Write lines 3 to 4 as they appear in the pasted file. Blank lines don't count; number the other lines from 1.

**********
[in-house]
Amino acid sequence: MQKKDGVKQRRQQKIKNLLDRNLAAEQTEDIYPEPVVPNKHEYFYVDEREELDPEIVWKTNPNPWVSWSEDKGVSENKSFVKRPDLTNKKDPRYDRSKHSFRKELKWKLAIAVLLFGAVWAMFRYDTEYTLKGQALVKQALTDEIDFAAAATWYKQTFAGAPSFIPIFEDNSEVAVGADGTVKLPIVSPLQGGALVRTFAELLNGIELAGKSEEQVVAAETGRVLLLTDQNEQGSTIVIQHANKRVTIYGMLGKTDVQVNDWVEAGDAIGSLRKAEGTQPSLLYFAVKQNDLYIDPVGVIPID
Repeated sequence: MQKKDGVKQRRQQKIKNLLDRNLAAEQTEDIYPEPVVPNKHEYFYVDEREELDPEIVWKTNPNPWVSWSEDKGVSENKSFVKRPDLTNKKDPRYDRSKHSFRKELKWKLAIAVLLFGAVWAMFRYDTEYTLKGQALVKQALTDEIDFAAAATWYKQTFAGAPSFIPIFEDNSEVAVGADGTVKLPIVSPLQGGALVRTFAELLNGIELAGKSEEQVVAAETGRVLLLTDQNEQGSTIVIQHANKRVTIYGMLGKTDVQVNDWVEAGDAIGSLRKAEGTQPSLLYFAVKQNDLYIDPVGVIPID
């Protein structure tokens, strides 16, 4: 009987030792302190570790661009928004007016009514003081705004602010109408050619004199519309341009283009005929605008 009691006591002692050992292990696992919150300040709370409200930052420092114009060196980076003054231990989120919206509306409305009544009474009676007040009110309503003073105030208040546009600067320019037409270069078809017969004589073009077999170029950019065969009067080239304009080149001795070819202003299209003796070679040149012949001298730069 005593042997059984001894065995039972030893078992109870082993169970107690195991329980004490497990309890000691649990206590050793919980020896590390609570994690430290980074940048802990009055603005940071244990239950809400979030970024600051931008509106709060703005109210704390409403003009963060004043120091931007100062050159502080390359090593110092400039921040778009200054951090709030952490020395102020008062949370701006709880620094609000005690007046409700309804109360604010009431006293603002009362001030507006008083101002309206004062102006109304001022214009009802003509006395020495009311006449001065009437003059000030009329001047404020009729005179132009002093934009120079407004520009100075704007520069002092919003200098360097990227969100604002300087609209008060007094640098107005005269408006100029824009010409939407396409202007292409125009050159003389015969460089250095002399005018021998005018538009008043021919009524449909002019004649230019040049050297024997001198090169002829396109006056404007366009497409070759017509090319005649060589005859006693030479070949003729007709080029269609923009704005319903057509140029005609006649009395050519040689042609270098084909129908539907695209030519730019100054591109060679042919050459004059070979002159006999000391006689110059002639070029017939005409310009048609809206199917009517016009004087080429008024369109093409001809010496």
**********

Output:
Repeated sequence: MQKKDGVKQRRQQKIKNLLDRNLAAEQTEDIYPEPVVPNKHEYFYVDEREELDPEIVWKTNPNPWVSWSEDKGVSENKSFVKRPDLTNKKDPRYDRSKHSFRKELKWKLAIAVLLFGAVWAMFRYDTEYTLKGQALVKQALTDEIDFAAAATWYKQTFAGAPSFIPIFEDNSEVAVGADGTVKLPIVSPLQGGALVRTFAELLNGIELAGKSEEQVVAAETGRVLLLTDQNEQGSTIVIQHANKRVTIYGMLGKTDVQVNDWVEAGDAIGSLRKAEGTQPSLLYFAVKQNDLYIDPVGVIPID
């Protein structure tokens, strides 16, 4: 009987030792302190570790661009928004007016009514003081705004602010109408050619004199519309341009283009005929605008 009691006591002692050992292990696992919150300040709370409200930052420092114009060196980076003054231990989120919206509306409305009544009474009676007040009110309503003073105030208040546009600067320019037409270069078809017969004589073009077999170029950019065969009067080239304009080149001795070819202003299209003796070679040149012949001298730069 005593042997059984001894065995039972030893078992109870082993169970107690195991329980004490497990309890000691649990206590050793919980020896590390609570994690430290980074940048802990009055603005940071244990239950809400979030970024600051931008509106709060703005109210704390409403003009963060004043120091931007100062050159502080390359090593110092400039921040778009200054951090709030952490020395102020008062949370701006709880620094609000005690007046409700309804109360604010009431006293603002009362001030507006008083101002309206004062102006109304001022214009009802003509006395020495009311006449001065009437003059000030009329001047404020009729005179132009002093934009120079407004520009100075704007520069002092919003200098360097990227969100604002300087609209008060007094640098107005005269408006100029824009010409939407396409202007292409125009050159003389015969460089250095002399005018021998005018538009008043021919009524449909002019004649230019040049050297024997001198090169002829396109006056404007366009497409070759017509090319005649060589005859006693030479070949003729007709080029269609923009704005319903057509140029005609006649009395050519040689042609270098084909129908539907695209030519730019100054591109060679042919050459004059070979002159006999000391006689110059002639070029017939005409310009048609809206199917009517016009004087080429008024369109093409001809010496």